SPS-218: The Self Publishing Show Live 2020 (Show Recap)

James and Mark recap the Self-Publishing Show Live event that happened in early March in London, England.

Show Notes

  • On the origins of the SPS Live event idea
  • Feedback from the event and what will change next year
  • Thoughts on speakers for 2021
  • On the value of conferences, both for the learning and the connections with other authors
  • Adapting as an author during a pandemic

Resources mentioned in this episode:

PATREON: Self Publishing Formula Show’s Patreon page

DIGITAL EVENT: Were you not able to attend SPS Live? Get your digital ticket here.

SPF 101 COURSE: For a limited time SPF 101 is open for enrolment.

MERCH: Are you a ligneous beetle or a yawning hippopotamus? Get your SPF hoodies and t-shirts in the brand new SPF Store.

EPISODE TRANSCRIPT

Speaker 1: On this edition of The Self-Publishing Show.

James Blatch: The conversations you have with other people who encourage you, who swap ideas with you, who are doing the same sort of thing as you at the same stage or they’ve been there and they’ve done it in all those bits and pieces. I mean that is for me the gold dust of why you attend a live event and I hope that’s what people got out of it on Monday.

Speaker 1: Publishing is changing. No more gatekeepers, no more barriers, no one standing between you and your readers. Do you want to make a living from your writing?

Join Indie bestseller, Mark Dawson and first-time author James Blatch as they shine a light on the secrets of self-publishing success. This is The Self-Publishing Show. There’s never been a better time to be a writer.

James Blatch: Hello and welcome to The Self-Publishing Show with me, James Blatch.

Mark Dawson: And me and Mark Dawson.

James Blatch: And that’s the first time we’ve said that since we said it on stage live.

Mark Dawson: We did. That’s right, yes. We were recording this on the Friday of the week of the first live show on a Monday.

How are you feeling James?

James Blatch: I’m actually feeling elated. I felt the next day, a bit like the day after my wedding in that I was knackered, supremely knackered, but felt that something good had happened the day before.

And honestly, we recorded the podcast I think on the Thursday before the Monday and neither of us could say with our hand on our hearts that we were going to be standing there on Monday and there were a lot of signs that we would end up canceling and goodness knows, had it been a week later, I just don’t think there’s any chance we could have held it. I mean, everything’s been canceled.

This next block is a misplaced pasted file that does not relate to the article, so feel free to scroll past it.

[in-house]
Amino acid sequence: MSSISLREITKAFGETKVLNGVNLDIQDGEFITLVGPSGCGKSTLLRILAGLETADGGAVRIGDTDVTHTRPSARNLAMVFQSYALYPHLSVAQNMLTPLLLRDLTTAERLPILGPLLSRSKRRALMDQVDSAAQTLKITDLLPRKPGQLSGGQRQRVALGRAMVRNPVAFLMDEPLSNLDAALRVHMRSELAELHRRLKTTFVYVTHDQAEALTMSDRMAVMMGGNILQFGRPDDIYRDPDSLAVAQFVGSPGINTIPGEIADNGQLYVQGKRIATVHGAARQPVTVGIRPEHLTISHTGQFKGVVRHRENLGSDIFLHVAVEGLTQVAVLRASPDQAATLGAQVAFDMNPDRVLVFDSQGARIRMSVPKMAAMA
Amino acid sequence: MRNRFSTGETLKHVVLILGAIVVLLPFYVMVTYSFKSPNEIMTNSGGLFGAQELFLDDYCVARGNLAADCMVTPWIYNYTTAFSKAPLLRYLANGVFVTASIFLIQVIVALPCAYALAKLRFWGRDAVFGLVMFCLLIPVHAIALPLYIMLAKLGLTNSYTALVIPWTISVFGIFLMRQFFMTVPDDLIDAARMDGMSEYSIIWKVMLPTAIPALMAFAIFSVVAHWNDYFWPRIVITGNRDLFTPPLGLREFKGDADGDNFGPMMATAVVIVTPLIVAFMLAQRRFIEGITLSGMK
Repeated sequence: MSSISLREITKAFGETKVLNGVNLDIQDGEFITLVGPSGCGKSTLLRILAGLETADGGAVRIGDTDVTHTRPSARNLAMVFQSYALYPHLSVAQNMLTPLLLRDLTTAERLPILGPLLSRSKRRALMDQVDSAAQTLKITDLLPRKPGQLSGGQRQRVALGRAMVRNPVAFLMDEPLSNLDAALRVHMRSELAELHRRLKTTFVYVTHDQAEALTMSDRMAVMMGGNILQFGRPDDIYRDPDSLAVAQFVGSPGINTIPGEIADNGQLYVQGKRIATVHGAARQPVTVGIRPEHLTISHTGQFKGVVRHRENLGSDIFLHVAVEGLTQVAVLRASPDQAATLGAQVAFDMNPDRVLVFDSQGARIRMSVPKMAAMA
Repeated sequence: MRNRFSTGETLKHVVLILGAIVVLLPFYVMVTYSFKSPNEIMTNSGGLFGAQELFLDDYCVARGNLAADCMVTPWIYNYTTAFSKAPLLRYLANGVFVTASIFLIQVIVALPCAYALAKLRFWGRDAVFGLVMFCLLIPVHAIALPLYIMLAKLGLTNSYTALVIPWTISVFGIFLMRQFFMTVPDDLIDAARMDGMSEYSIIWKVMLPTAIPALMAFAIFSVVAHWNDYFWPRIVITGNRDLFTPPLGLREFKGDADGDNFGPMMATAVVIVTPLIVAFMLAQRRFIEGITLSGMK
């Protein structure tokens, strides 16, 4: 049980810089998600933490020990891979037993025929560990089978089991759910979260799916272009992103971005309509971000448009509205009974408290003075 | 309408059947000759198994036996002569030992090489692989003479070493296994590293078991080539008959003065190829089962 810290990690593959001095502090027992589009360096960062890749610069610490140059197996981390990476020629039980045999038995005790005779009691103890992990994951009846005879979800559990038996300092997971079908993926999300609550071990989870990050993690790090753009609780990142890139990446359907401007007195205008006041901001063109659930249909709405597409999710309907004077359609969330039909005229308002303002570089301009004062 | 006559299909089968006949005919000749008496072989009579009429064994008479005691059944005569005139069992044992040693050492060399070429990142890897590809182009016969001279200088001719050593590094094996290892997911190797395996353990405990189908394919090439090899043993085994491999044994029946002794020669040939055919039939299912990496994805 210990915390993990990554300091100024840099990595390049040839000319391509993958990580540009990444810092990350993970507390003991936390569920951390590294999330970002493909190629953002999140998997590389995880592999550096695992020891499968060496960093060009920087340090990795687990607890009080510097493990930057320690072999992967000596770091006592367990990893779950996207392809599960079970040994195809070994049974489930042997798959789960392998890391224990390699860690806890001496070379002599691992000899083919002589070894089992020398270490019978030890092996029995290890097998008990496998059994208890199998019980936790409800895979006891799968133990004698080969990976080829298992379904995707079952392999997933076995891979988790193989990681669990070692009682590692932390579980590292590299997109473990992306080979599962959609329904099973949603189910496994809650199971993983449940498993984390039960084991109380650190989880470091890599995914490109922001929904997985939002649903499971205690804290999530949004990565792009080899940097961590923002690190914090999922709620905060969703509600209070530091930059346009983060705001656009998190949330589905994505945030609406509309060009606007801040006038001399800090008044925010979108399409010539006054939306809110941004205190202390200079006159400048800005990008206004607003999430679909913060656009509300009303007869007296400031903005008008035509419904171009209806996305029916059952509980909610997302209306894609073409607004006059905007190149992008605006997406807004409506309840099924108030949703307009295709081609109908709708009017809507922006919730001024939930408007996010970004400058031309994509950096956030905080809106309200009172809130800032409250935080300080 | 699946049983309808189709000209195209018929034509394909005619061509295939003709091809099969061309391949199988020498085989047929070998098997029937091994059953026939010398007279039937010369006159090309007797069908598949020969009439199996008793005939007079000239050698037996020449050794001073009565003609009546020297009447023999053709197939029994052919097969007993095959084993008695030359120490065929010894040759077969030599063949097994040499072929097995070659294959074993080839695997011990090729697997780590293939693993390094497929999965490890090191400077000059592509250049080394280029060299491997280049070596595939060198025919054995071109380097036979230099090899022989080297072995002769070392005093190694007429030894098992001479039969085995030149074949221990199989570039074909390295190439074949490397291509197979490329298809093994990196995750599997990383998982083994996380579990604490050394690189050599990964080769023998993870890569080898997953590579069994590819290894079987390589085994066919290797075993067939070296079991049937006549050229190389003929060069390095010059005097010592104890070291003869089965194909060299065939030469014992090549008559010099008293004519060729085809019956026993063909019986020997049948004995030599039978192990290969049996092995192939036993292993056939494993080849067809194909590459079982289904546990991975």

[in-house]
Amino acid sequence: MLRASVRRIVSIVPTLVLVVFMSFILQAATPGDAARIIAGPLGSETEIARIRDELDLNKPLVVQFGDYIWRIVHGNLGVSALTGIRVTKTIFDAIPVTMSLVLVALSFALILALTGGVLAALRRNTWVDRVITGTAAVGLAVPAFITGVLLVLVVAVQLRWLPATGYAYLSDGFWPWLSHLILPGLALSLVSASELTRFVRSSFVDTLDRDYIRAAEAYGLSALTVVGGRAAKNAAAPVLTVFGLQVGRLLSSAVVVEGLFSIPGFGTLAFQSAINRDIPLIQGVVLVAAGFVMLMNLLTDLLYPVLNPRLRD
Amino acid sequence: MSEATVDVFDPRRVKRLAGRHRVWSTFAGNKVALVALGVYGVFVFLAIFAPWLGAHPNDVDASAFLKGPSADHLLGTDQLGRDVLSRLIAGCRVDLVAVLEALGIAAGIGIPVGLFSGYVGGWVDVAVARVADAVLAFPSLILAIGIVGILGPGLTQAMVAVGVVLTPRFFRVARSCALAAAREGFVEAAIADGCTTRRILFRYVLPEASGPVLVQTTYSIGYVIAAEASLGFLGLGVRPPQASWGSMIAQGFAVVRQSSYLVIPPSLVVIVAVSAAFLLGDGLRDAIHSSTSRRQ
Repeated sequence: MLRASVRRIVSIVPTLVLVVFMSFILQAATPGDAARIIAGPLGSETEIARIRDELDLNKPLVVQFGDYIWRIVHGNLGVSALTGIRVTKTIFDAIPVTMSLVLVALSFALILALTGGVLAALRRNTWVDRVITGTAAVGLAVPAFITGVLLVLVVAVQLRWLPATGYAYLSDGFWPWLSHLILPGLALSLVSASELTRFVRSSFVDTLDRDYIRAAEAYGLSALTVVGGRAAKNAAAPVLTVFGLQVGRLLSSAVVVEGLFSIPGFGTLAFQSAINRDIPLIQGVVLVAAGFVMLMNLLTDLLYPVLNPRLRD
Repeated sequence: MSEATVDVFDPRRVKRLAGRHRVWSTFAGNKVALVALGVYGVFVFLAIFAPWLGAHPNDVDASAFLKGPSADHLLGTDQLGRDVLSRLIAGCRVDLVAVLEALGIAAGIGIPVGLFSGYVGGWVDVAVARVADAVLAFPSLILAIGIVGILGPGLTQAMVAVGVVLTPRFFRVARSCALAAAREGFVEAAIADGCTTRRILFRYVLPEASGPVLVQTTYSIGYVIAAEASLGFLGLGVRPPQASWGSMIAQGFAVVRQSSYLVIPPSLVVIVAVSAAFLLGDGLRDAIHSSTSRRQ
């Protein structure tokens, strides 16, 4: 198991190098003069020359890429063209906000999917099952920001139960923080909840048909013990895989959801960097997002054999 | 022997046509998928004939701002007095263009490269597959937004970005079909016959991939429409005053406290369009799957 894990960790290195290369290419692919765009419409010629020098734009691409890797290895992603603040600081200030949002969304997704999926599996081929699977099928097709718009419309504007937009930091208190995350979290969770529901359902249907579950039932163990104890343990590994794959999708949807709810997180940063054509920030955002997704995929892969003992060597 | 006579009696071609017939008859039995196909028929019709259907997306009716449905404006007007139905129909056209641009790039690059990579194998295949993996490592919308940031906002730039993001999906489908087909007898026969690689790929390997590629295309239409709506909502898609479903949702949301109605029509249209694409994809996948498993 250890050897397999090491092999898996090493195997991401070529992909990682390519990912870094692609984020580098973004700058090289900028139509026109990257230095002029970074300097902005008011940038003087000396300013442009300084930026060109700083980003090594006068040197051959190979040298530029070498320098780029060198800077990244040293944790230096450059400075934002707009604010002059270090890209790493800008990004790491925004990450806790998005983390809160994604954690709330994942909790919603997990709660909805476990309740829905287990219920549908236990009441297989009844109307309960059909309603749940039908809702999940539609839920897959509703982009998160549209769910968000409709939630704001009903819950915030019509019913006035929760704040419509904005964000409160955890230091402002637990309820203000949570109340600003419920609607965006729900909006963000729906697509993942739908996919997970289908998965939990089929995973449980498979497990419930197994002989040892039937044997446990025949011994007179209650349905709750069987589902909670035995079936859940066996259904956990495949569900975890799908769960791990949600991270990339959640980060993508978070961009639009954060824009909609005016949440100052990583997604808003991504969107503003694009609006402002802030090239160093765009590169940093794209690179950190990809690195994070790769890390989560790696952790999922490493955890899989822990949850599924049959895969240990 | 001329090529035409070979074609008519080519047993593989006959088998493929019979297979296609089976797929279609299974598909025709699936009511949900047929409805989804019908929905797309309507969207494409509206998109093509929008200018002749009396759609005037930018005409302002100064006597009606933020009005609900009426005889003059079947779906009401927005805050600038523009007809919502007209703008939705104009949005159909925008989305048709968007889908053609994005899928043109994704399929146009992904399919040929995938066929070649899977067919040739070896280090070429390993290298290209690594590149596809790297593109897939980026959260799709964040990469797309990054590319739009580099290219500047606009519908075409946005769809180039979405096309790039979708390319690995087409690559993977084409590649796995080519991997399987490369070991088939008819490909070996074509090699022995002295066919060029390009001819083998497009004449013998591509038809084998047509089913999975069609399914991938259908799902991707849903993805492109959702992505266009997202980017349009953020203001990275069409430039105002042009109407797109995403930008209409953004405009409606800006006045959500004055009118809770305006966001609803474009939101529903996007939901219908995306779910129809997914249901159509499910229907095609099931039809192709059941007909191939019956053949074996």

Mark Dawson: Yeah. I think at the moment, if it was this Monday coming, we probably could do but you never know. All the football’s canceled.

James Blatch: Yeah.

Mark Dawson: Everything is as you say, is under threat now. So yeah, harder to say.

James Blatch: In this episode we’re going to put together a little highlights package of what happened. So that you can hear and if you’re watching, you can see some of it.

We should say that the sessions are coming in now, the professionally recorded video sessions, they look terrific. You can have access to everything that happened at the conference even if you weren’t there. And for a small fee, just to cover the cost of our video production team, our very professional team. So if, you go to selfpublishingformula.com/digital you can see the details there.

I’m excited about putting that out and we have got a highlights package coming up in a few minutes for you to have a look at. I think what we’re going to do, Mark, what are we going to do in this session?

We’re going to go back over the conference, what we learnt, what the purpose of it was, what benefits it gave to people who came and we’ll talk a bit wider about conferences I think.

Mark Dawson: Yeah. Maybe even what we’re going to do next year, if we can think about that far ahead. We are already starting to think about it, aren’t we?